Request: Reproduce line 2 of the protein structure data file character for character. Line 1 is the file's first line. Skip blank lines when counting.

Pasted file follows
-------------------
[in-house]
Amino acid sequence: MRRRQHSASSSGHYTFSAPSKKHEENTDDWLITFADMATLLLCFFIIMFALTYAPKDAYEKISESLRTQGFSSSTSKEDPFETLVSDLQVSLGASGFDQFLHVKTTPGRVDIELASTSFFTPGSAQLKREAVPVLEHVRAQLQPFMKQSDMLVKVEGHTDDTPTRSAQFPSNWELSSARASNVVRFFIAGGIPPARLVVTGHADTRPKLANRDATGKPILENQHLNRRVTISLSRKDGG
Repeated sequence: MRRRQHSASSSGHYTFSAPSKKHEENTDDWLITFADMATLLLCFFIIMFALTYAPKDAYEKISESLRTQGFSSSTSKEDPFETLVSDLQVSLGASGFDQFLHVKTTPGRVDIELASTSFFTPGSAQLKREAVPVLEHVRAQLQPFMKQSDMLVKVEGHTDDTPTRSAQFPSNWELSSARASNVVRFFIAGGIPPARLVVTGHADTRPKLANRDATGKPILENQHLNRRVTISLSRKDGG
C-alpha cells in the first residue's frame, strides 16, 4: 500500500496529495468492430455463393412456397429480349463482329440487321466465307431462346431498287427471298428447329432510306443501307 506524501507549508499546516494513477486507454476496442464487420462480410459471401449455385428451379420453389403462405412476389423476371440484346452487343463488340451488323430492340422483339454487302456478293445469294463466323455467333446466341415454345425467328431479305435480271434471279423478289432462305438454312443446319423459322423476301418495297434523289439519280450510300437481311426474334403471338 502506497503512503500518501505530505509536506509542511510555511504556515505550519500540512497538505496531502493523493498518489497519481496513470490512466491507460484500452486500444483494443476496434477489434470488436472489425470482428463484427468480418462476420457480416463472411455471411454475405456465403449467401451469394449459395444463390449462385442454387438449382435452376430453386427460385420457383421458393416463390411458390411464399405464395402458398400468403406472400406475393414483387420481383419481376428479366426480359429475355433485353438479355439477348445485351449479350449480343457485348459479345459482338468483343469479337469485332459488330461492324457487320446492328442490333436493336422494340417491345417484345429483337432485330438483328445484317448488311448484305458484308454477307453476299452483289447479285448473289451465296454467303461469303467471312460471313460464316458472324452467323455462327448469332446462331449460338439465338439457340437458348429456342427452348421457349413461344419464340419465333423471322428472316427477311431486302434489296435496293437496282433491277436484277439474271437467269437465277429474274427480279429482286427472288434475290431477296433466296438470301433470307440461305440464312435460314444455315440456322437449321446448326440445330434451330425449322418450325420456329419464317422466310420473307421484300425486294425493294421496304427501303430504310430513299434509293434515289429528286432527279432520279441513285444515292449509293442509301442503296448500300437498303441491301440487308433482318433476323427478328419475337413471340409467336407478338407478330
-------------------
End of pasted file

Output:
Amino acid sequence: MRRRQHSASSSGHYTFSAPSKKHEENTDDWLITFADMATLLLCFFIIMFALTYAPKDAYEKISESLRTQGFSSSTSKEDPFETLVSDLQVSLGASGFDQFLHVKTTPGRVDIELASTSFFTPGSAQLKREAVPVLEHVRAQLQPFMKQSDMLVKVEGHTDDTPTRSAQFPSNWELSSARASNVVRFFIAGGIPPARLVVTGHADTRPKLANRDATGKPILENQHLNRRVTISLSRKDGG